Pull Yourself Together is the second contemporary dance show that I’ve seen at this year’s fringe. The show is created by Hilary James and features her and two other women as the dancers. Hilary is one of the reasons I came to this show.
When I was at St. Aidan’s Anglican Church as a clergy student, her family was there. Prior to Covid, I would run into her parents at various theater, dance, or music events around the city. So there’s that bit of a connection to one of the performers that I like to have that when I go to shows.
While both shows are examples of contemporary dance. Pull Yourself Together is different in that all three performers are on the stage at the same time and the dance movements. A lot of them are much more sort of recognizable. They also throw in some pop dance moves as part of the show.
Pull Yourself Together, Joy and Summer
The first big dance number in Pull Yourself Together is done to a song of the same name. The song is a catchy 60s girl group kind of song. The dancing really catches this sense of fun. Each dancer, wielding a tube of lipstick, gives an infectious performance that captures the pure joy of self-discovery.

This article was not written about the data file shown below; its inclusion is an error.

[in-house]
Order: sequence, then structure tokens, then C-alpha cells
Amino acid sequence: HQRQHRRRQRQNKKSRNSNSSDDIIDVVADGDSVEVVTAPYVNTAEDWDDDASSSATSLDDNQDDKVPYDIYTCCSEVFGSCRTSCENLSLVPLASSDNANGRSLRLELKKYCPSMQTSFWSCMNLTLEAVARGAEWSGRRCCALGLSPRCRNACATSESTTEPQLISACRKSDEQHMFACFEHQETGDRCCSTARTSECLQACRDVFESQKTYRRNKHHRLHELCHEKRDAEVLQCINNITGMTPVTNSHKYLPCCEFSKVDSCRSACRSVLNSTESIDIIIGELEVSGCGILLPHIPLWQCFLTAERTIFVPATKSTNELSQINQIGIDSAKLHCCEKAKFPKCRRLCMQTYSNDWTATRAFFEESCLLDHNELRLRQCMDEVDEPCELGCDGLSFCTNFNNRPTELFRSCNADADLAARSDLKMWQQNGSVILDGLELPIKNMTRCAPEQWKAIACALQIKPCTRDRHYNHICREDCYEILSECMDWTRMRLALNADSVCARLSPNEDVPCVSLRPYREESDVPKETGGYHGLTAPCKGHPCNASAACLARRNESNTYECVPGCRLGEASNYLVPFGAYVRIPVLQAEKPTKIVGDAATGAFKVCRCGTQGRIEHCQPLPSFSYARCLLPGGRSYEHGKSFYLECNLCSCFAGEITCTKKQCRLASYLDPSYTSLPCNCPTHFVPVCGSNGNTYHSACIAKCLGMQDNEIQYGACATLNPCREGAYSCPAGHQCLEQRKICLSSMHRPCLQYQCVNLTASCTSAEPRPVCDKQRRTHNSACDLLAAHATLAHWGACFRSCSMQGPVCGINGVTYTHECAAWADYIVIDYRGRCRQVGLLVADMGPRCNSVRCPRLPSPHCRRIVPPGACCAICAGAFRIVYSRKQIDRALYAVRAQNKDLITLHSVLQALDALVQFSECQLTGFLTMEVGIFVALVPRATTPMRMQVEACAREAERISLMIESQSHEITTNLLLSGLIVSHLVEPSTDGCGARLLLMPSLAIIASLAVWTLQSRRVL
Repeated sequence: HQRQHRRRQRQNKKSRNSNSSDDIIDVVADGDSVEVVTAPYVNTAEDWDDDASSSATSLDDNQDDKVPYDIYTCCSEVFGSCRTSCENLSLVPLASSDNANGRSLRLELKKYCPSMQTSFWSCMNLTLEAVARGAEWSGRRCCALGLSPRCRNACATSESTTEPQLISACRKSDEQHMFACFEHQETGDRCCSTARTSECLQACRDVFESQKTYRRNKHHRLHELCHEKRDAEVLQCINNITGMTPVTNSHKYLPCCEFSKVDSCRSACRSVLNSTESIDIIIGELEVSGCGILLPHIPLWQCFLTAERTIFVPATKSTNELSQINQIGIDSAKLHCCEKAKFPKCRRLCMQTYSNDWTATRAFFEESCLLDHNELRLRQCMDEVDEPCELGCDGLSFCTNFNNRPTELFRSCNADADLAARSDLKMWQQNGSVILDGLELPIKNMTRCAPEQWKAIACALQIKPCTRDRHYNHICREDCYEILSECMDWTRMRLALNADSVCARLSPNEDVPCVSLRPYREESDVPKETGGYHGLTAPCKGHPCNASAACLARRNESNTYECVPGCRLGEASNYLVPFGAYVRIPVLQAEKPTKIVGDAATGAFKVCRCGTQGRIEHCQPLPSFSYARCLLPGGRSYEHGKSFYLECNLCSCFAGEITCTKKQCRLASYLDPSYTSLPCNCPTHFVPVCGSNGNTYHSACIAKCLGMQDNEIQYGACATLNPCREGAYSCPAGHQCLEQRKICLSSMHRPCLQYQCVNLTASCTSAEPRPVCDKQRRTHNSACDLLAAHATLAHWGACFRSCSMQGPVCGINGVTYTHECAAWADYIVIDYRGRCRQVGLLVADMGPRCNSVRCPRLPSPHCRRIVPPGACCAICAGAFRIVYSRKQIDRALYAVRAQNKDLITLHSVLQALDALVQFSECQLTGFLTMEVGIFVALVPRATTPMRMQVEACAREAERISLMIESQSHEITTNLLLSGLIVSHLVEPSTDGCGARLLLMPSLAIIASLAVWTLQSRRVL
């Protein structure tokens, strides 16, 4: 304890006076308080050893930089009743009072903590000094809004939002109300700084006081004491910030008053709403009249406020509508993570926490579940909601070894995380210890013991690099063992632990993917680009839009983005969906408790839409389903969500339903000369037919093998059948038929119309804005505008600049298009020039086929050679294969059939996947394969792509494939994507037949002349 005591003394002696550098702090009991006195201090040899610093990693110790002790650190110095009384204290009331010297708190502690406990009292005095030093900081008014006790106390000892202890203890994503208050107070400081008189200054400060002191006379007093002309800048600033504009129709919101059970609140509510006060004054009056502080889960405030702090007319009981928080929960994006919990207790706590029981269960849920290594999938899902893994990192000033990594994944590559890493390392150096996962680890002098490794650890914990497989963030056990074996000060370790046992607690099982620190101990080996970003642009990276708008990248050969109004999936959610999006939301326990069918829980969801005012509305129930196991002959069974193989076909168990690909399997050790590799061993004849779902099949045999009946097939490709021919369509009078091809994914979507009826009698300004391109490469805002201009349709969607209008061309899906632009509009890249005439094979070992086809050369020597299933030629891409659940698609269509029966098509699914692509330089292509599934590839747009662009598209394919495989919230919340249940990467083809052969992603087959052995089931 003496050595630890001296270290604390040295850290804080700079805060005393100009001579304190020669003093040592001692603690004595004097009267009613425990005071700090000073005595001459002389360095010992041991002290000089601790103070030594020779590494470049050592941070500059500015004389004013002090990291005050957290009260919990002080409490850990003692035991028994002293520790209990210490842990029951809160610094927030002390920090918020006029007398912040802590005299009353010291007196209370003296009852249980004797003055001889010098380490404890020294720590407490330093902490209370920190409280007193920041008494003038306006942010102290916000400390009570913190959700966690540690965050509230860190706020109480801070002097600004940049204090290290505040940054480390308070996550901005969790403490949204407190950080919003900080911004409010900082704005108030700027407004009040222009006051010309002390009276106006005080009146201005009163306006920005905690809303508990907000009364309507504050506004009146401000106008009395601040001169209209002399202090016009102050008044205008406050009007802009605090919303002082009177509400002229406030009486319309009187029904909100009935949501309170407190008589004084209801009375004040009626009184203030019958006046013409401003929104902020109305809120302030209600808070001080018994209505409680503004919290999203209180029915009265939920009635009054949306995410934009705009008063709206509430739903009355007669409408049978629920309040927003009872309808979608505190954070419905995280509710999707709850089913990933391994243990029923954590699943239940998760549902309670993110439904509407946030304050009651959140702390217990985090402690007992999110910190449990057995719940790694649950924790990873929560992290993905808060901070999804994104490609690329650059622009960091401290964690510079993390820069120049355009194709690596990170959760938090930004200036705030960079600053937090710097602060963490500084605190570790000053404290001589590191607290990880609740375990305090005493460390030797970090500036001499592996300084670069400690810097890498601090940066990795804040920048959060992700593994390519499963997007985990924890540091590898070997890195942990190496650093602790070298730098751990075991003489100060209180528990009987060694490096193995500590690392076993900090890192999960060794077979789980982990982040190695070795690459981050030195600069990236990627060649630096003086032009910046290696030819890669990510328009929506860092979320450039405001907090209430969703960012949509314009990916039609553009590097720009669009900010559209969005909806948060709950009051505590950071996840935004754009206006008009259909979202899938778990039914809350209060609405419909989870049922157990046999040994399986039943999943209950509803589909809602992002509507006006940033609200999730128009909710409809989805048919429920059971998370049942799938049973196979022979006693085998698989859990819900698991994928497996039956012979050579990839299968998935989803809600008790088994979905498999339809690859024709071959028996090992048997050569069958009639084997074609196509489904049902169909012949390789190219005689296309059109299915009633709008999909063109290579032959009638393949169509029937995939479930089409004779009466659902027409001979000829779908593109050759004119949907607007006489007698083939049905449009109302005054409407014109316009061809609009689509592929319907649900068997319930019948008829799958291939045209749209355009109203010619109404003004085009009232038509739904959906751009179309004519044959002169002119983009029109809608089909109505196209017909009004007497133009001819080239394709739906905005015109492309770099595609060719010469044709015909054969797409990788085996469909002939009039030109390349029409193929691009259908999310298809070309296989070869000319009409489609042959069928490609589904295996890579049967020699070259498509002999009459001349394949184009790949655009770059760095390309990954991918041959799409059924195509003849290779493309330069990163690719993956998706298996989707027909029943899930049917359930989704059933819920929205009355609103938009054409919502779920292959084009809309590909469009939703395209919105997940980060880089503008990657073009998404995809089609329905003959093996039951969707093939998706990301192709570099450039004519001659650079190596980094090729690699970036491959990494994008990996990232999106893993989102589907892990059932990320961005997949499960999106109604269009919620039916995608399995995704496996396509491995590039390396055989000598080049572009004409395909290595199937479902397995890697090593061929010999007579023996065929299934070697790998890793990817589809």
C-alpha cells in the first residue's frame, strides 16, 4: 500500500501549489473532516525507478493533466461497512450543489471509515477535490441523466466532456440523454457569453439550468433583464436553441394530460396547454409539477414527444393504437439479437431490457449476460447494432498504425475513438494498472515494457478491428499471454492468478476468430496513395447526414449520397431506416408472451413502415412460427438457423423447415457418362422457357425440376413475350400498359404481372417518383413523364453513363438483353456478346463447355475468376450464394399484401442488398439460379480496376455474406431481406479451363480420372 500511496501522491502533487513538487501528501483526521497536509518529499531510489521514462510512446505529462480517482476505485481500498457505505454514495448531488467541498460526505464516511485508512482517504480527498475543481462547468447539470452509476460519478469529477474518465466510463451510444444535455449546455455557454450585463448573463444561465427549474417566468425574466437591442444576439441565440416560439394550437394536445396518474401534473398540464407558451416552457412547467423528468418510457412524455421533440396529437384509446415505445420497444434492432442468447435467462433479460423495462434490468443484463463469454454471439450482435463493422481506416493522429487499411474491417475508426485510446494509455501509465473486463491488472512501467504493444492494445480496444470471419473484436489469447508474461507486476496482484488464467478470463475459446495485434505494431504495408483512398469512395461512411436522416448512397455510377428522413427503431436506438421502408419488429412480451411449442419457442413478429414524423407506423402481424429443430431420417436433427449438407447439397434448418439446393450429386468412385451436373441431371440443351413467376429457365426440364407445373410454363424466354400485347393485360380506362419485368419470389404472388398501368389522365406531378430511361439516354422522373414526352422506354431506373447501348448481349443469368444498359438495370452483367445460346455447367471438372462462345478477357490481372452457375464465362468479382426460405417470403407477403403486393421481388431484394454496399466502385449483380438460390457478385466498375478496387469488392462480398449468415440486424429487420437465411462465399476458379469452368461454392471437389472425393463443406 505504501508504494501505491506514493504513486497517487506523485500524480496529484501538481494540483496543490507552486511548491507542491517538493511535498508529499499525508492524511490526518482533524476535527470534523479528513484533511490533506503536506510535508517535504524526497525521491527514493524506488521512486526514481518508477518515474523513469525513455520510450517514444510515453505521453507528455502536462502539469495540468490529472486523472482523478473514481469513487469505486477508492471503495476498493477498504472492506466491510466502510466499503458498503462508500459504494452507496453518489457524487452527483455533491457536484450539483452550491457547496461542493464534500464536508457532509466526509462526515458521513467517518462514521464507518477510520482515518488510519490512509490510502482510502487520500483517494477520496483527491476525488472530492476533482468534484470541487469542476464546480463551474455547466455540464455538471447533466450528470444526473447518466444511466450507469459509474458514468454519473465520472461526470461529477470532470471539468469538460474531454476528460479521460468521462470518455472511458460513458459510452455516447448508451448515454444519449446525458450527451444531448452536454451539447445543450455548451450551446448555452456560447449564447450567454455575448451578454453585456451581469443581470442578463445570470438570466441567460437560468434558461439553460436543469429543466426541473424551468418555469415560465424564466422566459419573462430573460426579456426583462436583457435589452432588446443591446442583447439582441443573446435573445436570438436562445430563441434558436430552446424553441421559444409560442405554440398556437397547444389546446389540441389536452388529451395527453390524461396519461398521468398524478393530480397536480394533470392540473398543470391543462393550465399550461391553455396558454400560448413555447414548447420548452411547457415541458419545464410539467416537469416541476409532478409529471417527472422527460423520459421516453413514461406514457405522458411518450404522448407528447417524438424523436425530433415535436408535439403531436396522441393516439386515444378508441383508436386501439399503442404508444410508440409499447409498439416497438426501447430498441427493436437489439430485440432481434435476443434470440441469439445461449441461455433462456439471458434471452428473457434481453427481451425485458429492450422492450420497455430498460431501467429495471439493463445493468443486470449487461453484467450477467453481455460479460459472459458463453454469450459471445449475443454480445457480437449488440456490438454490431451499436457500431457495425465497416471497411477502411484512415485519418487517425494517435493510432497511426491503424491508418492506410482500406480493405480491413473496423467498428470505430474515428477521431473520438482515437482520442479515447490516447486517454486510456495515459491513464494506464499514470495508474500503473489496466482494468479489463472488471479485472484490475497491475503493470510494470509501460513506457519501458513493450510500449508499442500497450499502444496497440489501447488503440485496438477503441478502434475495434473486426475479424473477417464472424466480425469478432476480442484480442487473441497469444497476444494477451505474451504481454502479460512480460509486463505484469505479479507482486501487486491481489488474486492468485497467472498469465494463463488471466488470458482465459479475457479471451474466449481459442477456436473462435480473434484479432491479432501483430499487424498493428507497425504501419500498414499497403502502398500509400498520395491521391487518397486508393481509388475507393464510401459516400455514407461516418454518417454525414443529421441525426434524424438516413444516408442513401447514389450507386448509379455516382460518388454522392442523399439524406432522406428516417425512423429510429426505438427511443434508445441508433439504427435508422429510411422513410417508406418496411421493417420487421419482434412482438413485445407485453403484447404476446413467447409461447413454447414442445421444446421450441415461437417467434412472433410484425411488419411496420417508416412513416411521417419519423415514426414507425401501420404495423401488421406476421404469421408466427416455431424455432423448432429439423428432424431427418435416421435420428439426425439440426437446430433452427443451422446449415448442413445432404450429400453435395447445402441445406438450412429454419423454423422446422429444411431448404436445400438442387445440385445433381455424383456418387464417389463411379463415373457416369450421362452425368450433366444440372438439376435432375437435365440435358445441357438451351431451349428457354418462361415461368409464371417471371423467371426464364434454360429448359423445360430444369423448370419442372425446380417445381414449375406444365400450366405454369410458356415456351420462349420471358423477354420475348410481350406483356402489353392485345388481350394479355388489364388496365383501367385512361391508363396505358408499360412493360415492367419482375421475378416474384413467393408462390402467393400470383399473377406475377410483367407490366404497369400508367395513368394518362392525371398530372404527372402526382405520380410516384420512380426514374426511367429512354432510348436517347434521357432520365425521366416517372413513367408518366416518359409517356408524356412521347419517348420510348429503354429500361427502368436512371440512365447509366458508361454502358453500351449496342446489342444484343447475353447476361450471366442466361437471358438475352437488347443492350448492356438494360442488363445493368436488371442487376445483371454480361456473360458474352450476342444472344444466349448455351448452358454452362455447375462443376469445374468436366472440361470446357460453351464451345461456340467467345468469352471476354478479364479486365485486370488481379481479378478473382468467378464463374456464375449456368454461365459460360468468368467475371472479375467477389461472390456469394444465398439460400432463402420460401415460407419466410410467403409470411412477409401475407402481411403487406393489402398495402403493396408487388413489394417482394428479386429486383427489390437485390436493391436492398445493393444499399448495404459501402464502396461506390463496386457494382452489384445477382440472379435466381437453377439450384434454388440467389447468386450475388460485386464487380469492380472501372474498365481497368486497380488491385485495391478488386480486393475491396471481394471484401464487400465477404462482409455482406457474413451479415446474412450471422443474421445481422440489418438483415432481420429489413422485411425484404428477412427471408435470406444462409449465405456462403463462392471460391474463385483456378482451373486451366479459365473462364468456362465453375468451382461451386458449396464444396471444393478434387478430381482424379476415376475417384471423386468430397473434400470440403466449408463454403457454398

The dancers feel empowered, and show off their strength. You get the feeling that anything is possible with the right tube of lipstick. Well, lipstick and good friends.
From there, the show slowly, but surely, transforms. There’s a delightful bit involving the naming of different lipstick shades. As it comes to its conclusion you realize lipstick may not bring all one could hope for.
The mood really shifts after this dance. The enthusiasm flags. You get a real sense of the dancers being pulled apart from each other. If, at the beginning of the show anything feels possible, now it all feels difficult. The lipstick becomes more master than servant.
Fortunately, the show doesn’t end on that note. The ending is low key, but offers a powerful glimpse into providing support for one another.